Before we remind ourselves what a data lakehouse is, why does the expansion of Dynatrace Grail in this context matter? Greifeneder says it is a question of being able to analyze not just some data, but ‘all’ data – and this is kind of where the company’s special sauce lies with causal AI – so here this means being able to execute analytics on all sorts of different data in stores that are now petabytes and yottabytes large.

“As companies collect data from more data sources, data itself is becoming more heterogenous, so working out what all that information means and how to analyze it becomes really much more difficult,” said Greifeneder. “We’re now at a point where observability and security have converged. Organizations need extensive automation and Everything-as-Code so that they are able to compose and create in new cloud-native deployment environments.”

With Grail, Dynatrace says it has taken the cost-effectiveness of a data lake and combined it with an ability to enable instantly queryable data without having to define database schema to explain the structure of the information set being targetted. By keeping Grail schemaless, it enables businesses to be able to ask all sorts of queries without needing to define the schema (the structure of a database) upfront – Greifeneder and team call this technology schema-on-read.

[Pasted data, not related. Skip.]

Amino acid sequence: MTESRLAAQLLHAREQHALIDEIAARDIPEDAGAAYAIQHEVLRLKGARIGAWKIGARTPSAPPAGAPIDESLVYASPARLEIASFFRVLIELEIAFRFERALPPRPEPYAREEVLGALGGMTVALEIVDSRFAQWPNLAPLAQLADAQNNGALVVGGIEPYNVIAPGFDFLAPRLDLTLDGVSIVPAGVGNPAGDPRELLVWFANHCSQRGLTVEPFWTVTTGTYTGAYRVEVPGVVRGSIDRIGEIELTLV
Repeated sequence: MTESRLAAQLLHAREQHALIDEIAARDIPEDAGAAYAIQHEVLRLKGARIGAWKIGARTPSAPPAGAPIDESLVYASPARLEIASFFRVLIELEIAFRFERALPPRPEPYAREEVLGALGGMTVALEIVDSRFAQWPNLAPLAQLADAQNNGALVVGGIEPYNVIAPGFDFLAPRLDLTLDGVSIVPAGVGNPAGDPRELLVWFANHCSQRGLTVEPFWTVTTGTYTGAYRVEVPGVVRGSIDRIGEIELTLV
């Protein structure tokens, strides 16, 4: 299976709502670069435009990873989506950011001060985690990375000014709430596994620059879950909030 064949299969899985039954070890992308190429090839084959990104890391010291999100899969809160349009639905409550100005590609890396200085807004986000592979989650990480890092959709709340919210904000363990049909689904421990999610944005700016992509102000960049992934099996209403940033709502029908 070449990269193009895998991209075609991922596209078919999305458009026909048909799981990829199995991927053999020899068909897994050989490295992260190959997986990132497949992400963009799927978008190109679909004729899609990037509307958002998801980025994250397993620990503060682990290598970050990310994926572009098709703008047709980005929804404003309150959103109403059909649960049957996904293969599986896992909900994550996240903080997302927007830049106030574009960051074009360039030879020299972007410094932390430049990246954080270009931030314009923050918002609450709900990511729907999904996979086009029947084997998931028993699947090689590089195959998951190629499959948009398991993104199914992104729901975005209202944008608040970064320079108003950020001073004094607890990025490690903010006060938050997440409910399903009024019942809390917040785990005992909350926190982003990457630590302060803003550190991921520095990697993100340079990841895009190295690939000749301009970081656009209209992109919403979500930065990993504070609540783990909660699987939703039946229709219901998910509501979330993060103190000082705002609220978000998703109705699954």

What is a data lakehouse?

Part of the whole new universe of virtual data geographies, topologies and morphologies, a data lakehouse combines the expansive and unstructured raw data reserves we find in the data lake (that place we use to ‘pour’ data into, often before we know what to do with it)… and the more structured and ordered world of the data warehouse (that place we assemble data into, not always in a state where it is ready to be used in live production environments, but at least in a place where we know what label we have put on the box or crate). The more types of information we have the ability to put into the data lakehouse (as we are seeing happen here) the more ‘furnished’ it becomes.

In terms of how the Dynatrace data lakehouse here is becoming a more sophisticated place, we are seeing an expansion of Grail’s ability to store, process and analyze the enormous volume and variety of data from modern cloud ecosystems, while retaining its context – and all that happens without having to structure or rehydrate it.

In line with the Grail development, Dynatrace has unveiled a new user experience for its software intelligence platform, featuring dashboarding capabilities and a visual interface to help drive collaboration between development and business teams. This UX powers Dynatrace Notebooks, a new document capability that allows IT, development, security and business users to collaborate using code, text and rich media to build, evaluate and share insights from exploratory, causal-AI analytics projects.


The new capabilities add AI-powered graph analytics for custom queries to the analytics that already come out of the box with the Dynatrace platform. This delivers answers for an array of BizDevSecOps use cases.